Today I deactivated Facebook. I felt an instant sense of relief. I felt as though I’d been in shackles for years, and suddenly I was released, I was free.
Freed from being surrounded daily by a large group of overly insecure people. The pretenders, as I like to call them. Those who are forever trying to convince their followers and friends that their lives are a trillion times better than they actually are in reality. Freed from feeling the need to assure people I’m eating correctly by taking the perfect photographs of every dish, before I get to even enjoy my meal. Freed from feeling wrapped up in the pettiest of daily dramas, involving people that I barely even know.
I awake each morning, turn over and reach for my phone. I open my Facebook app and scroll through my Newsfeed as though it’s the morning paper. I go and write a pointless status, which nobody truly cares to read, yet they like it anyway to let me know they’re there… or in case they need a like returned on a status of theirs. I notice I have a few spelling errors in my status, I edit this because God forbid I make a mistake on this all important social media application that ironically applies nothing but unsociability- technically we should rename it non-social media. Because while we comment on that girl who we haven’t spoken to since high schools post, we forget to look up from our phones in order to catch a beautiful moment with a family member, or our child smiling as they create the most inventive games. I can feel other people’s bad spelling rubbing off on me, I’m beginning to notice it less and less… This worries me.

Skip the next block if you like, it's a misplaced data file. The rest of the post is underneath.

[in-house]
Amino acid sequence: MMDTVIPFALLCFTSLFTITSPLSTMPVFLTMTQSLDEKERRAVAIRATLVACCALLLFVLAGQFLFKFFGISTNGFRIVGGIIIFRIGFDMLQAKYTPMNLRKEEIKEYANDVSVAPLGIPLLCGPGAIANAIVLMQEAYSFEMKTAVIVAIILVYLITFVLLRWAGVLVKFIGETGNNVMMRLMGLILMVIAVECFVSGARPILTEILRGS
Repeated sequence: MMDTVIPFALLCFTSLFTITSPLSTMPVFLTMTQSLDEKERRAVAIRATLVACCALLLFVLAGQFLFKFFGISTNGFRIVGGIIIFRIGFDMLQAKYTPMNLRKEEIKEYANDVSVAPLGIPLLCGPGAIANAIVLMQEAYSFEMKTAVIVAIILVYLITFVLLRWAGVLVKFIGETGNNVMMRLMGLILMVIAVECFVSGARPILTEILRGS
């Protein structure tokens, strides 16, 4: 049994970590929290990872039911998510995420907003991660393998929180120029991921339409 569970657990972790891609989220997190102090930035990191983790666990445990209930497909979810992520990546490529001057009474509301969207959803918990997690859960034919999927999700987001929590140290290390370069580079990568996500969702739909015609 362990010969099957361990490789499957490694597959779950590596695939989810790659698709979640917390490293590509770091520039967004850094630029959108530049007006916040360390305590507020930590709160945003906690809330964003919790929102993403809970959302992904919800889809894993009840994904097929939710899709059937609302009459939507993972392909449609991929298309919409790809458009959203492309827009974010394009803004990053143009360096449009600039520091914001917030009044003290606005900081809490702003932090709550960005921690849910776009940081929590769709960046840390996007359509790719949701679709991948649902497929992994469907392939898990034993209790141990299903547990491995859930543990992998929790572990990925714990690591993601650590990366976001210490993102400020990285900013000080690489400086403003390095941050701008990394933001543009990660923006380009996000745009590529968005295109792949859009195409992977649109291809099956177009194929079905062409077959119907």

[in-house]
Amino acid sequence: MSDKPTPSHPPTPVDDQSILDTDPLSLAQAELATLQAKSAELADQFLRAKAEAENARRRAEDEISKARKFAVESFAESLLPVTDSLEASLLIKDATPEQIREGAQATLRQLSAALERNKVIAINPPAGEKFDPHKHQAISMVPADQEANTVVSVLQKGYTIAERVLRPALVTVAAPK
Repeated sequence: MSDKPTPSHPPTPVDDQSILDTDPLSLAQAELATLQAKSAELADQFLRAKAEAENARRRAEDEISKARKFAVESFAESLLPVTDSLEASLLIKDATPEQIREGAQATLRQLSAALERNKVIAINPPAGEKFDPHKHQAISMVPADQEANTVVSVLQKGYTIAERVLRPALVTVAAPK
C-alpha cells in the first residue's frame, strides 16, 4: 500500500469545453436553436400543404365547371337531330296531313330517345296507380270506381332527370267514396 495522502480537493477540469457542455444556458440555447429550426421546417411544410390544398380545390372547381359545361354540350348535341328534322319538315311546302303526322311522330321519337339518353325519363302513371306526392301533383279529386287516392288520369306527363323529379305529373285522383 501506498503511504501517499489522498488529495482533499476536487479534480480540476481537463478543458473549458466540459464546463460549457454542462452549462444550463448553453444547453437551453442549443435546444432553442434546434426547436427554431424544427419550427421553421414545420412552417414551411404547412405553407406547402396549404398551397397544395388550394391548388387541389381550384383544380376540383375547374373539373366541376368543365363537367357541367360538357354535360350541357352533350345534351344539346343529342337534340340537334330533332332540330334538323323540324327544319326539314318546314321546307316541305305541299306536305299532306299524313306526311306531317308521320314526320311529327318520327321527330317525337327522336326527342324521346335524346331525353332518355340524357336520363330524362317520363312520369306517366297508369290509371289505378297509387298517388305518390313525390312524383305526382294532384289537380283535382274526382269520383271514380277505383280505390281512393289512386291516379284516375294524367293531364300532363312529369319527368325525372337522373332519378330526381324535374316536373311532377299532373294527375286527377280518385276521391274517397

I sit one night and I calculate how many hours a day I must spend looking at my phone, browsing social media as if I’m searching for a needle in a haystack. I get scared as I multiply the hours in a day by the whole seven days of the week, I quickly put my phone down. I try to think of the last time I went a day without seeing a ‘selfie’ and then I try to remember the last day that I didn’t take a selfie. We spend so much time taking photos of ourselves, that we forget to take photos of the sunset, or the sky- or even worse, we forget what it’s like to enjoy a magnificent moment to our full potential, so much that we forget all about taking a photo. Those were the days, because no photo could ever measure up to a memory in my eyes.
I’m fed up of seeing photoshopped images of women (and men) who have clearly lost confidence in themselves, so much that they have to literally change their whole actual appearance in every image they upload. Sometimes I am so shocked when I see that girl who frequently pops up on social media, in person, because she is unrecognisable. And she is definitely so much prettier without the edited eyebrows and computerised makeup… while she walks the street naturally flaunting her mildly flawed yet glowing skin.
We have forgotten what it’s like to be REAL. People are so busy trying to convince the world that they’ve got money, that they’re living the life of luxury, that they wake up flawless and need to prove just how “BLESSED” they are… That they forget how to actually have A LIFE.
Read more books, read less Facebook. Drink green tea, take care of yourself, go to the gym without posting a gym selfie on every machine you’re about to use, take a walk in the park one day without your phone and you will realise just how much more you appreciate the birds in the trees, or the sound of children playing in the park, or the light breeze cooling down your face. I now realise that life is better when you aren’t living in auto pilot.